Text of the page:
SOURCE: Author's calculations from MINT (Modeling Income in the Near Term) data.

Table 1 shows that the larger benefit reductions under the 40-year option will eliminate more of the long-range imbalance than the 38-year option, but both options would fall short of eliminating the entire imbalance.

Table 1. Effect of extending the computation period on solvency
  38 years 40 years
Change in actuarial balance (percentage of taxable payroll) 0.28 0.46
Percentage of long-range actuarial imbalance fixed 14.6 24.0
Percentage of annual shortfall fixed in the 75th year 7.5 12.8
SOURCE: Based on calculations by the Office of the Chief Actuary, Social Security Administration.

Disability and Survivor Rules Shield One-Fifth of Beneficiaries

About 20 percent of beneficiaries aged 62 and older would be unaffected by either of the two options in 2050 and even in 2070, 20 years after either option has been fully implemented. These findings may be surprising given that the two options are generally considered across-the-board reductions for all but the disabled and that they would phase in quickly after 2006. The unaffected beneficiaries under either option in 2070 include:

More of the unaffected disabled and survivor beneficiaries would be low earners with over half in the bottom 40 percent of earners; 30 percent in the lowest quintile alone.

Affected Low Lifetime Earners Receive Larger Benefit Reductions

The roughly 70 percent of low lifetime earners who are affected would, on average, receive larger percentage benefit reductions under both options than those with higher lifetime earnings.5 Table 2 shows that reductions under the 38-year option in 2050 would be steeper for the lowest quintile than they would be for the highest quintile. Under the 40-year option, the difference between the highest and lowest quintile would be greater. Shared lifetime earnings is a present value measure that accounts for household earnings of married couples by attributing half of the couple's earnings to each person in each year they are married. The year 2050 is used in Table 2 because by that year both options would be fully phased in for retirees aged 62 to 106.

Table 2. Low lifetime earners in 2050 would have the highest average benefit reductions (percent)
Shared lifetime 38 years 40 years
Highest quintile -2.0 -3.4
2nd highest quintile -2.6 -4.4
Middle quintile -3.2 -5.3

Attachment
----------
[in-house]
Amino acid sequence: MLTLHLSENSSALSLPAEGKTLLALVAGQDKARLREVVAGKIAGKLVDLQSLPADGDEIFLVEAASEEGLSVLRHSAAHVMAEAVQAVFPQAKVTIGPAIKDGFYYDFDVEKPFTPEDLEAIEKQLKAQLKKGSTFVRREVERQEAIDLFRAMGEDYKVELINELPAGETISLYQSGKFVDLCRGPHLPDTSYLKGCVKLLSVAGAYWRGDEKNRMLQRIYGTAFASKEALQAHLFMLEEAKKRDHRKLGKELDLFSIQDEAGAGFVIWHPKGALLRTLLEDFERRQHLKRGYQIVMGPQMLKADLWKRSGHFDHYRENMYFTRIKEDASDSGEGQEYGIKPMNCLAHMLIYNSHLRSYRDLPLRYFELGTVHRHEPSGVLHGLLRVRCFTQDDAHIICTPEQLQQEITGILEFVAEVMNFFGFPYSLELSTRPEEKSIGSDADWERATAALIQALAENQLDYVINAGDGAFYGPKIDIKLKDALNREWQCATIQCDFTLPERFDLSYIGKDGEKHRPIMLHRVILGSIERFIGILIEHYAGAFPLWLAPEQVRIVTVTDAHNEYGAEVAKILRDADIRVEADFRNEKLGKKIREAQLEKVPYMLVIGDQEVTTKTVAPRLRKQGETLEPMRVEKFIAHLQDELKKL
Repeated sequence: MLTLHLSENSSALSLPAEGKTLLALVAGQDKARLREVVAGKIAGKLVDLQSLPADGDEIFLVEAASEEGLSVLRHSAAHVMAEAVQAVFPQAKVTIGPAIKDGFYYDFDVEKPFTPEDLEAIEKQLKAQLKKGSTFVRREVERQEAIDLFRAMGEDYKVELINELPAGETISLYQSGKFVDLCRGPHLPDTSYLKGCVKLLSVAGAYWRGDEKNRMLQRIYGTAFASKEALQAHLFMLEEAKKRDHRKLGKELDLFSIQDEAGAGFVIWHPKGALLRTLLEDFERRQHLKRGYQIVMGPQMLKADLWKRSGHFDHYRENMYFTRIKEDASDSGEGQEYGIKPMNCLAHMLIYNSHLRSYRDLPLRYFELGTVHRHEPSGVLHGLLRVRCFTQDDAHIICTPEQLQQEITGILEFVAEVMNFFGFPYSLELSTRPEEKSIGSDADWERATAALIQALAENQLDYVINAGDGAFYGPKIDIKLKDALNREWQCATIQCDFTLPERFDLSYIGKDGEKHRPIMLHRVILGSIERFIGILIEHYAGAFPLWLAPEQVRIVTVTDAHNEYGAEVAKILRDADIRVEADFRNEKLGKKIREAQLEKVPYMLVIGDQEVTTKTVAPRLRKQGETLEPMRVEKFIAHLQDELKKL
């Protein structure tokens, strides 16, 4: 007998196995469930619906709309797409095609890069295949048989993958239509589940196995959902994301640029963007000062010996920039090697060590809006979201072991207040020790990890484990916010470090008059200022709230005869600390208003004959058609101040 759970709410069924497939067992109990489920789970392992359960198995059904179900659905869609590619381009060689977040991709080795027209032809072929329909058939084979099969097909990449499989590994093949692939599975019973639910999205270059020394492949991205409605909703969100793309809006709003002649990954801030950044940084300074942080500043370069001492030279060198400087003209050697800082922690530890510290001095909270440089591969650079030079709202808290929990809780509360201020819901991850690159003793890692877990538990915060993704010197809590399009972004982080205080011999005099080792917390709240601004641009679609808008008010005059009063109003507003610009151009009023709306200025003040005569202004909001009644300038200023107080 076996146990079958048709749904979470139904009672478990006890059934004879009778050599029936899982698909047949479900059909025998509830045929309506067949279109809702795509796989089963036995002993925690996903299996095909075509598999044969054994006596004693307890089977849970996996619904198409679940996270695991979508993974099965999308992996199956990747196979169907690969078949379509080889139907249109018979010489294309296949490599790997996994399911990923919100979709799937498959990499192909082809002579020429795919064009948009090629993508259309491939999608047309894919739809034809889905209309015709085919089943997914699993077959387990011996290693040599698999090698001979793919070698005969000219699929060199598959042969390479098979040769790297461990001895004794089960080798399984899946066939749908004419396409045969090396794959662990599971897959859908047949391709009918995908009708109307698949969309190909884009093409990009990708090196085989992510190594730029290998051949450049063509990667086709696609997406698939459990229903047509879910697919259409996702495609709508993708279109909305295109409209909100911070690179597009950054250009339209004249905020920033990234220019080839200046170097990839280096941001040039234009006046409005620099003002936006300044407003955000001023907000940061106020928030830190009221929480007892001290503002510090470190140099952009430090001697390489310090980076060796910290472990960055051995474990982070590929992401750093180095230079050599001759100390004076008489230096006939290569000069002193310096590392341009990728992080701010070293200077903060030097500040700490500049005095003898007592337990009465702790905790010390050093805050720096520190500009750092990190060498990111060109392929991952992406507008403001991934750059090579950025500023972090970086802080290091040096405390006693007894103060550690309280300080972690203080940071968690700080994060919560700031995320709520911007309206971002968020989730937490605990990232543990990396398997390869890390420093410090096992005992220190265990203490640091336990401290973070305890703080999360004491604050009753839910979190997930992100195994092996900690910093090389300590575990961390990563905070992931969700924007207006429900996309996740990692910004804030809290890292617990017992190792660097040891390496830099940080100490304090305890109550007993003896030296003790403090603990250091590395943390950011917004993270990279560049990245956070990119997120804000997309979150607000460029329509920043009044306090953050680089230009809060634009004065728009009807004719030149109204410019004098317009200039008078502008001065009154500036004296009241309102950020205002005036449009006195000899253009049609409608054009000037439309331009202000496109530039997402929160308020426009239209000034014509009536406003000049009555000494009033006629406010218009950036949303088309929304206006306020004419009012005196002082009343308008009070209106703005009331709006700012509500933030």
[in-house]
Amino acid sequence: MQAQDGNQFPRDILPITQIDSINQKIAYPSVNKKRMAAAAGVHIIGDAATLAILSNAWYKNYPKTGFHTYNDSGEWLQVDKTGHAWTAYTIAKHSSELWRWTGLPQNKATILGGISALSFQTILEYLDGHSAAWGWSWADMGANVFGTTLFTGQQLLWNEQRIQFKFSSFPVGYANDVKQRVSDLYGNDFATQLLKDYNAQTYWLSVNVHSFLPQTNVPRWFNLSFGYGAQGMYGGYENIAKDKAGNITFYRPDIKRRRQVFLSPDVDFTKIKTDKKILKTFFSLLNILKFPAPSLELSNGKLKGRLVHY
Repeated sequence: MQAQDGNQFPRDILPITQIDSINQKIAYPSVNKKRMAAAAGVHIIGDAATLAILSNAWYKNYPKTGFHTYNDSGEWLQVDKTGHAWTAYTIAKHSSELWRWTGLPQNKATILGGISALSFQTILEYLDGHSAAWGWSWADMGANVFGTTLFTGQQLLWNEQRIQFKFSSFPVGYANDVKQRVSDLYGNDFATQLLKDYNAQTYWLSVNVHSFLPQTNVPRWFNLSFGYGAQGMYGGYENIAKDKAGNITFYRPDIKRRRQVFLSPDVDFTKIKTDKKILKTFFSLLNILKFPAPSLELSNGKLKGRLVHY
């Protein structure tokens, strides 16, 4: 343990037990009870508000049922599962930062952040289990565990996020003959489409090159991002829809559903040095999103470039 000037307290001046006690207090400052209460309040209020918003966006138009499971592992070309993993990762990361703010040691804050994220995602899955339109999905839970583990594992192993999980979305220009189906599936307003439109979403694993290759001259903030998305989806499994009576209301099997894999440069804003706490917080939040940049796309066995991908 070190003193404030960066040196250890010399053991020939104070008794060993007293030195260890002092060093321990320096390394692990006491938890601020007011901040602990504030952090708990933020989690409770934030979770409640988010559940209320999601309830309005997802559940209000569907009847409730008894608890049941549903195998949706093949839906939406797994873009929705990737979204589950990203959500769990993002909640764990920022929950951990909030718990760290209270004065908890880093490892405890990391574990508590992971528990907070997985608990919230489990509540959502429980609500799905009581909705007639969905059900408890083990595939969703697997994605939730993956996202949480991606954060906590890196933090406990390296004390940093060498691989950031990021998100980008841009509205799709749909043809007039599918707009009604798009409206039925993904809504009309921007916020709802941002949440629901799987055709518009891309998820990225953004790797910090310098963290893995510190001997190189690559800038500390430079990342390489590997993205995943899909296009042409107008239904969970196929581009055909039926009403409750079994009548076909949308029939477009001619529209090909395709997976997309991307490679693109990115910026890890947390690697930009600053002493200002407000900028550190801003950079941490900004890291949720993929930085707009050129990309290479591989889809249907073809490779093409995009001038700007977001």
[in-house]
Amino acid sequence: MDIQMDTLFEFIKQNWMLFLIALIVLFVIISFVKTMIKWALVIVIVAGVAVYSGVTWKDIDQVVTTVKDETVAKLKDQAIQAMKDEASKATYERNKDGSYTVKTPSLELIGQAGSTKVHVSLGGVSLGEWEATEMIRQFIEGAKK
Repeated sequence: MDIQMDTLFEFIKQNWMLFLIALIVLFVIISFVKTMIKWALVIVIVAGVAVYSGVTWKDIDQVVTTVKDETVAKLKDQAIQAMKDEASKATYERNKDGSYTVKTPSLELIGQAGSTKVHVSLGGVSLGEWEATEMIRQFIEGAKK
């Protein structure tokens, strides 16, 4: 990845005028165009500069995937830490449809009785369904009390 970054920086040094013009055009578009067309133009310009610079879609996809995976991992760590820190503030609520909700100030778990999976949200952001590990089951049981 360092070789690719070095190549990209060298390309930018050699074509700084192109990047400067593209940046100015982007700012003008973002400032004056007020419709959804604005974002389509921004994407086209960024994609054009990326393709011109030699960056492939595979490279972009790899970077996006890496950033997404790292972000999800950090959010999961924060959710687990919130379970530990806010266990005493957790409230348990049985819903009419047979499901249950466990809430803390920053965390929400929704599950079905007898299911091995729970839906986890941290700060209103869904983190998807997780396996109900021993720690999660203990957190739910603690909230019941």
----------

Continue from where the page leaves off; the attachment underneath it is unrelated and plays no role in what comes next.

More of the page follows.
2nd lowest quintile -3.6 -5.9
Lowest quintile -4.5 -7.1
SOURCE: Author's calculations from MINT (Modeling Income in the Near Term) model data.
NOTE: Includes only those beneficiaries aged 62 and older affected by the options.

Poverty levels would increase slightly

The poverty rate for all beneficiaries aged 62 and older would increase compared to scheduled benefits, but would be less than payable benefits, as shown in Table 3. As a result, the number in poverty would increase under both options, but not by as much as they would under payable benefits, as shown in Table 4. It is worth noting that the number in poverty and the poverty rates under scheduled benefits and both options would decline over time. This is not due to any change in Social Security or any options to change it, but because the poverty threshold grows with inflation while household income would grow at the generally higher rate of wage growth.

Table 3. Aged beneficiary poverty rate increases slightly (percent)
  Scheduled benefits Payable benefits 38 years 40 years
2030 2.4 2.4 2.5 2.6
2050 1.3 3.4 1.4 1.6
2070 0.6 2.2 0.6 0.7
SOURCE: Author's calculations from MINT (Modeling Income in the Near Term) model data.
Table 4. Number of poor aged beneficiaries increases above scheduled benefits (in thousands)
  Scheduled benefits Payable benefits 38 years 40 years
2030 1,732 +0 +132 +200
2050 1,048 +1,751 +130 +293
2070 547 +1,414 +37 +79
SOURCE: Author's calculations from MINT (Modeling Income in the Near Term) model data.

Low lifetime earners have fewer years of work

Affected low lifetime earners would receive greater percentage reductions, and the poverty rate would increase, because of differences in earnings history patterns. Table 5 illustrates that lower wage workers generally have fewer years of work, and thus greater number of zero earnings years than other workers. In large part, it is the greater number of zero years, rather than low annual earnings levels, that helps define them as low lifetime earners relative to those with fewer or no zero earning years.

Table 5. Low lifetime earners in 2050 would have the highest average number of zero years in the AIME calculation (average number of zero years)
Shared lifetime earnings Current
law a
38 years 40 years
Highest quintile 0.4 0.7 0.9
2nd highest quintile 1.0 1.5 1.9
Middle quintile 1.4 2.1 2.7
2nd lowest quintile 2.4 3.5 4.4
Lowest quintile 9.1 11.5 13.2
SOURCE: Author's calculations from MINT (Modeling Income in the Near Term) model data.